- A new Princeton study examined the long-term effects of a 20-year-old program known as Fast Track, one of the earliest and largest programs designed to improve life outcomes for at-risk students by teaching psychosocial skills.
- John Holbein, author of the study, notes that increasing a child’s capacity for self-control and self-efficacy may help them overcome barriers to education such as registration, assessing candidates, and navigating the logistics of voting.
- The study also points out that increasing empathy in a child is more likely to help them recognize societal problems that affect others and thus make them more likely to vote as adults because altruism is "a known predictor of civic participation."
A 2015 study funded by the Robert Wood Foundation has already assessed the Fast Track program and concluded that kindergarten students who are more inclined to exhibit social competency skills are more likely to achieve have higher paying jobs and less likely to require government assistance. Another 2015 study examined how Fast Track affected adverse outcomes, such as criminal and anti-social behavior in adults. This new Princeton study, released in August, demonstrates the effects of the Fast Track program on the development of citizenship.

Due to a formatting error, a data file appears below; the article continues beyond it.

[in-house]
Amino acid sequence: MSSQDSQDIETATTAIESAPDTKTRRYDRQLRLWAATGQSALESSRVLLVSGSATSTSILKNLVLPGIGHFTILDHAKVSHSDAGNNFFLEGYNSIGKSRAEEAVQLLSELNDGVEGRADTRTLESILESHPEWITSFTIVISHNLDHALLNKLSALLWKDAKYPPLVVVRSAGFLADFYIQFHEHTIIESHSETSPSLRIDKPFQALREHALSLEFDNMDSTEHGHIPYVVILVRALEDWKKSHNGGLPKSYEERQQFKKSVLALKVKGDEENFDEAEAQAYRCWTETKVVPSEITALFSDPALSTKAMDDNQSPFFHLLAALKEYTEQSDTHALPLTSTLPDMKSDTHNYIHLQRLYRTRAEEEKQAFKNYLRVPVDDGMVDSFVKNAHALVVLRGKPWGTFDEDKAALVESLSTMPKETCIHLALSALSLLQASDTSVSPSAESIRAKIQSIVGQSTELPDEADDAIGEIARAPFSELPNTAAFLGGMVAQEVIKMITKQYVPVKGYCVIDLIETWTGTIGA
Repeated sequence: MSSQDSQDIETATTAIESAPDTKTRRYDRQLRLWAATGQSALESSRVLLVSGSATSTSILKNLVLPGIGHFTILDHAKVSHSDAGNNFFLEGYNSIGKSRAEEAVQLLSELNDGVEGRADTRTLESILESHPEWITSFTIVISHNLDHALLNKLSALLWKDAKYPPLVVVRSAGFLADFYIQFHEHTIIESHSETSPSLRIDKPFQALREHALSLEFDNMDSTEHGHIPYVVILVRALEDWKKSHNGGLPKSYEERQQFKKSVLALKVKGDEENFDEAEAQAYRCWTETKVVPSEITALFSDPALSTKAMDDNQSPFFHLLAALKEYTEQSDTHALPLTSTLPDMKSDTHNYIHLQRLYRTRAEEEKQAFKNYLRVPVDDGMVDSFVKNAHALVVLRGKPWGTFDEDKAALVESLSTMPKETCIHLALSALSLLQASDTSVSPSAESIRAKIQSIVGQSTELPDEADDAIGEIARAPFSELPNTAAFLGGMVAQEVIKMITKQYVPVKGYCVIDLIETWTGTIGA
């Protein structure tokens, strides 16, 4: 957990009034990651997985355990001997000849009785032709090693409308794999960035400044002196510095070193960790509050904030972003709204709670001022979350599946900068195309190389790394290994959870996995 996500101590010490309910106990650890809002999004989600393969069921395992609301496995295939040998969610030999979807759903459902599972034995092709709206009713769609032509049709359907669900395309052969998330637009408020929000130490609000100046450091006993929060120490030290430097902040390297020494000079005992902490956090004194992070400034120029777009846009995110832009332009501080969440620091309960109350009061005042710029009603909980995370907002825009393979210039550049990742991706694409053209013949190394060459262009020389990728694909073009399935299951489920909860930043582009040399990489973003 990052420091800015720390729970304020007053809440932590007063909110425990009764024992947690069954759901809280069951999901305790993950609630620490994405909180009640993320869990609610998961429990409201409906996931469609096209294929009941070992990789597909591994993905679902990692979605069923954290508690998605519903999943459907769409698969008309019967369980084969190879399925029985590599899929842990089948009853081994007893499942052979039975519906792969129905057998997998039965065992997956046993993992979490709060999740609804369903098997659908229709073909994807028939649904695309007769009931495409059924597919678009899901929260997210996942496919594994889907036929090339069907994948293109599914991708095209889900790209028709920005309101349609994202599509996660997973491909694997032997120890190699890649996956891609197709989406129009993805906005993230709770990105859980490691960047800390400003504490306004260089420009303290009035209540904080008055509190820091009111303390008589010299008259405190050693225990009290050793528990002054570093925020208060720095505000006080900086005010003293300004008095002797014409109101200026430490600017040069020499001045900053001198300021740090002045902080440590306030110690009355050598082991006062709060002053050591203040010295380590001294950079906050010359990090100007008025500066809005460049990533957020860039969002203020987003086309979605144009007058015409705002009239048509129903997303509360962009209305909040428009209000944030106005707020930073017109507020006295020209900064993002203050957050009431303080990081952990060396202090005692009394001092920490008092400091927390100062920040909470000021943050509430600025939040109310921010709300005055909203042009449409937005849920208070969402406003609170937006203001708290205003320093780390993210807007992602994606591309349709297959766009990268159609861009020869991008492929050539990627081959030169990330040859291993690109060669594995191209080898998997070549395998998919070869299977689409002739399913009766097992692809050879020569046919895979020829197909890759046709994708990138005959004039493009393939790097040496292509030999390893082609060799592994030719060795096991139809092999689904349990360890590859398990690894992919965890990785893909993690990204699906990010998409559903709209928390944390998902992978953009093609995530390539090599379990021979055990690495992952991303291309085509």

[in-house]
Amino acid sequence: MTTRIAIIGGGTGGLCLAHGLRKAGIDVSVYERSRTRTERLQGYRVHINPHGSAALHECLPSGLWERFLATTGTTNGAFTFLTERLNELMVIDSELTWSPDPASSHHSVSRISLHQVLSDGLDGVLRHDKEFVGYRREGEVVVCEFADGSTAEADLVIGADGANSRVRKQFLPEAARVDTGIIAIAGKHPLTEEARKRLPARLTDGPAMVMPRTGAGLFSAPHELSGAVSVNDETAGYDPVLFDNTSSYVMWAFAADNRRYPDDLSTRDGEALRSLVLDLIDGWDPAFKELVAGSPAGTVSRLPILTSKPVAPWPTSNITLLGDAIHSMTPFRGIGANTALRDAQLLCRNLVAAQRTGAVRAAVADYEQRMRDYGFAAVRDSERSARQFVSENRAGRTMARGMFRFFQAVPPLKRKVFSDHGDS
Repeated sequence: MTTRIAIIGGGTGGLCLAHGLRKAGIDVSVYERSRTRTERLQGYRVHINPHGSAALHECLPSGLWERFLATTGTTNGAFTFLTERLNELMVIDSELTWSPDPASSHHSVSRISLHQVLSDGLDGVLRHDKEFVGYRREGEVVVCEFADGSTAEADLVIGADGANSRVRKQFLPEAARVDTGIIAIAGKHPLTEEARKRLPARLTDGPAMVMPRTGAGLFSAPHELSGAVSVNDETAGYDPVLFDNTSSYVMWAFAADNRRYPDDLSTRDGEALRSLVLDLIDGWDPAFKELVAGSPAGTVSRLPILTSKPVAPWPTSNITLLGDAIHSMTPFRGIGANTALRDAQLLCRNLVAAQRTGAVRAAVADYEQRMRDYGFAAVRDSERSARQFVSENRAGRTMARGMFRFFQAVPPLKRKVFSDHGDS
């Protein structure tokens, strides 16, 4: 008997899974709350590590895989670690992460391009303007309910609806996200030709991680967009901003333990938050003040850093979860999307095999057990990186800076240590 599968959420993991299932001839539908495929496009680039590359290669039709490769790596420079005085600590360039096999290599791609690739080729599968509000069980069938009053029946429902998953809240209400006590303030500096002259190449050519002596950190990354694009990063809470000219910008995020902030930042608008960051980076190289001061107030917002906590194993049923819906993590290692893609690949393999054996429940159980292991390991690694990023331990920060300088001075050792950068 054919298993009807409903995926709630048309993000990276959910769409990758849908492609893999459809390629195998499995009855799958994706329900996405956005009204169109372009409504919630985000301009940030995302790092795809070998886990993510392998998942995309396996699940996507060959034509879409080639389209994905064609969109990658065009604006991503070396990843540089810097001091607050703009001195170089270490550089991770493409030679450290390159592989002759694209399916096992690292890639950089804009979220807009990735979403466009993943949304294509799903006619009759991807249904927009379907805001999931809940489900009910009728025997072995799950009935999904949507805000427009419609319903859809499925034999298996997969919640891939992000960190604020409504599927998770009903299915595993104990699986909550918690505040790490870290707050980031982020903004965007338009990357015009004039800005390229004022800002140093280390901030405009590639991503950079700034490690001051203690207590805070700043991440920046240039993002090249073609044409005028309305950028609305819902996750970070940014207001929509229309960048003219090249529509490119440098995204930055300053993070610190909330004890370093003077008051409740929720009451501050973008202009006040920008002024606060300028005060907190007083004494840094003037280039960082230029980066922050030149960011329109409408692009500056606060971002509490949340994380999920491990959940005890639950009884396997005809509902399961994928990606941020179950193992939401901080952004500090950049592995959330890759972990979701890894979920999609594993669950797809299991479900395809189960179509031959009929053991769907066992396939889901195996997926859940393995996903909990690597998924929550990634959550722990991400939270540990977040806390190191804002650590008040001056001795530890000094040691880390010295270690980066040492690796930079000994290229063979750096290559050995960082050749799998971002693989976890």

The need for good citizenship skills is especially important in an American representative democracy. This is why the U.S. Department of Education issued a call to action in advancing civic learning in 2012. If citizens are to have a voice in our form of government, they need to understand the civil ways to make their voice heard.
More programs incorporating civics in social-emotional learning are now available, making it easier for schools to incorporate these ideals. Evidence seems to be slowly growing to support the notion that social emotional learning is needed to help develop good people and good citizens.